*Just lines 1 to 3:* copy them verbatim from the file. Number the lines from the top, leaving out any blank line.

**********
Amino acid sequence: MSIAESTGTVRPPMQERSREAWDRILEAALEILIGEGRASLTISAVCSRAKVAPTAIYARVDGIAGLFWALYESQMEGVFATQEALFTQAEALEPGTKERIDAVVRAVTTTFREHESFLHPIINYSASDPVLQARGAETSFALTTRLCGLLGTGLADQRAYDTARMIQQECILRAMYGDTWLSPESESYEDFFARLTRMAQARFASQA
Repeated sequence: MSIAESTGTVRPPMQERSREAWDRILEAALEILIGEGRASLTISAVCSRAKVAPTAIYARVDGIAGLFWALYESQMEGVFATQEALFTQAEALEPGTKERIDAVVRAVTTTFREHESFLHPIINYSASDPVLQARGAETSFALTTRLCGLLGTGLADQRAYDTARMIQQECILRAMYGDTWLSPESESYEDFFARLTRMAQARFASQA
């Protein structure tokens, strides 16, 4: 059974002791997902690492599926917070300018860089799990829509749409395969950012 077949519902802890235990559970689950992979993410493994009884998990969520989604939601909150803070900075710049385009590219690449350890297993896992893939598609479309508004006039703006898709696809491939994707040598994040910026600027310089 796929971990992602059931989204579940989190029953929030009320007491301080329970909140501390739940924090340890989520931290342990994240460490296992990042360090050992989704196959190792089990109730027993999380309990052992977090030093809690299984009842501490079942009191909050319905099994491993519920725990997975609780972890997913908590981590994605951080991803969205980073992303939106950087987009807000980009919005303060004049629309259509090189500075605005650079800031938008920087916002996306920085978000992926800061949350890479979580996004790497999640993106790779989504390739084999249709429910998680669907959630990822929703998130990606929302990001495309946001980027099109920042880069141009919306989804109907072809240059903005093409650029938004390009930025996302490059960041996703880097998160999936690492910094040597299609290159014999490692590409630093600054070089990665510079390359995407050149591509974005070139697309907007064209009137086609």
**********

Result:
Amino acid sequence: MSIAESTGTVRPPMQERSREAWDRILEAALEILIGEGRASLTISAVCSRAKVAPTAIYARVDGIAGLFWALYESQMEGVFATQEALFTQAEALEPGTKERIDAVVRAVTTTFREHESFLHPIINYSASDPVLQARGAETSFALTTRLCGLLGTGLADQRAYDTARMIQQECILRAMYGDTWLSPESESYEDFFARLTRMAQARFASQA
Repeated sequence: MSIAESTGTVRPPMQERSREAWDRILEAALEILIGEGRASLTISAVCSRAKVAPTAIYARVDGIAGLFWALYESQMEGVFATQEALFTQAEALEPGTKERIDAVVRAVTTTFREHESFLHPIINYSASDPVLQARGAETSFALTTRLCGLLGTGLADQRAYDTARMIQQECILRAMYGDTWLSPESESYEDFFARLTRMAQARFASQA
């Protein structure tokens, strides 16, 4: 059974002791997902690492599926917070300018860089799990829509749409395969950012 077949519902802890235990559970689950992979993410493994009884998990969520989604939601909150803070900075710049385009590219690449350890297993896992893939598609479309508004006039703006898709696809491939994707040598994040910026600027310089 796929971990992602059931989204579940989190029953929030009320007491301080329970909140501390739940924090340890989520931290342990994240460490296992990042360090050992989704196959190792089990109730027993999380309990052992977090030093809690299984009842501490079942009191909050319905099994491993519920725990997975609780972890997913908590981590994605951080991803969205980073992303939106950087987009807000980009919005303060004049629309259509090189500075605005650079800031938008920087916002996306920085978000992926800061949350890479979580996004790497999640993106790779989504390739084999249709429910998680669907959630990822929703998130990606929302990001495309946001980027099109920042880069141009919306989804109907072809240059903005093409650029938004390009930025996302490059960041996703880097998160999936690492910094040597299609290159014999490692590409630093600054070089990665510079390359995407050149591509974005070139697309907007064209009137086609």